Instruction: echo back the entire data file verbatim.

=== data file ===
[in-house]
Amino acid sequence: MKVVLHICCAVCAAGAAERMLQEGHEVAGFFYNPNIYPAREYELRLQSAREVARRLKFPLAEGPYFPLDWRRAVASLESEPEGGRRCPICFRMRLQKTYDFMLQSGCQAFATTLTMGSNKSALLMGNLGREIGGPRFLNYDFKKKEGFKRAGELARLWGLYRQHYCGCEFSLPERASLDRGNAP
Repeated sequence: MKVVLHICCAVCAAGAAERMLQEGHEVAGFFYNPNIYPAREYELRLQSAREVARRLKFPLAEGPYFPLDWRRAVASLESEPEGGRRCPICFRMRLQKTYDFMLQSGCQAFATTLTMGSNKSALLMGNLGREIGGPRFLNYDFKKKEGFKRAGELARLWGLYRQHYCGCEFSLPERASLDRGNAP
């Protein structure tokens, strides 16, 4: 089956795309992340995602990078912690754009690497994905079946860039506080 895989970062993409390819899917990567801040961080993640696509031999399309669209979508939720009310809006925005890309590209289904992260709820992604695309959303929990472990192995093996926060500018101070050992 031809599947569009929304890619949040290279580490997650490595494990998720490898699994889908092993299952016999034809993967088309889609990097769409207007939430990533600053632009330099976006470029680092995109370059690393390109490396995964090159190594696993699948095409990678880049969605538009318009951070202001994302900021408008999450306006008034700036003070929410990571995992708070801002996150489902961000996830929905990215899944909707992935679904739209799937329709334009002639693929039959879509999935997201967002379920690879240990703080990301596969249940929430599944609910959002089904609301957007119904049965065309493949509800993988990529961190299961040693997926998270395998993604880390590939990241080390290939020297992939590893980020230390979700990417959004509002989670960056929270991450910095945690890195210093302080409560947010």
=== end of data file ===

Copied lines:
[in-house]
Amino acid sequence: MKVVLHICCAVCAAGAAERMLQEGHEVAGFFYNPNIYPAREYELRLQSAREVARRLKFPLAEGPYFPLDWRRAVASLESEPEGGRRCPICFRMRLQKTYDFMLQSGCQAFATTLTMGSNKSALLMGNLGREIGGPRFLNYDFKKKEGFKRAGELARLWGLYRQHYCGCEFSLPERASLDRGNAP
Repeated sequence: MKVVLHICCAVCAAGAAERMLQEGHEVAGFFYNPNIYPAREYELRLQSAREVARRLKFPLAEGPYFPLDWRRAVASLESEPEGGRRCPICFRMRLQKTYDFMLQSGCQAFATTLTMGSNKSALLMGNLGREIGGPRFLNYDFKKKEGFKRAGELARLWGLYRQHYCGCEFSLPERASLDRGNAP
């Protein structure tokens, strides 16, 4: 089956795309992340995602990078912690754009690497994905079946860039506080 895989970062993409390819899917990567801040961080993640696509031999399309669209979508939720009310809006925005890309590209289904992260709820992604695309959303929990472990192995093996926060500018101070050992 031809599947569009929304890619949040290279580490997650490595494990998720490898699994889908092993299952016999034809993967088309889609990097769409207007939430990533600053632009330099976006470029680092995109370059690393390109490396995964090159190594696993699948095409990678880049969605538009318009951070202001994302900021408008999450306006008034700036003070929410990571995992708070801002996150489902961000996830929905990215899944909707992935679904739209799937329709334009002639693929039959879509999935997201967002379920690879240990703080990301596969249940929430599944609910959002089904609301957007119904049965065309493949509800993988990529961190299961040693997926998270395998993604880390590939990241080390290939020297992939590893980020230390979700990417959004509002989670960056929270991450910095945690890195210093302080409560947010």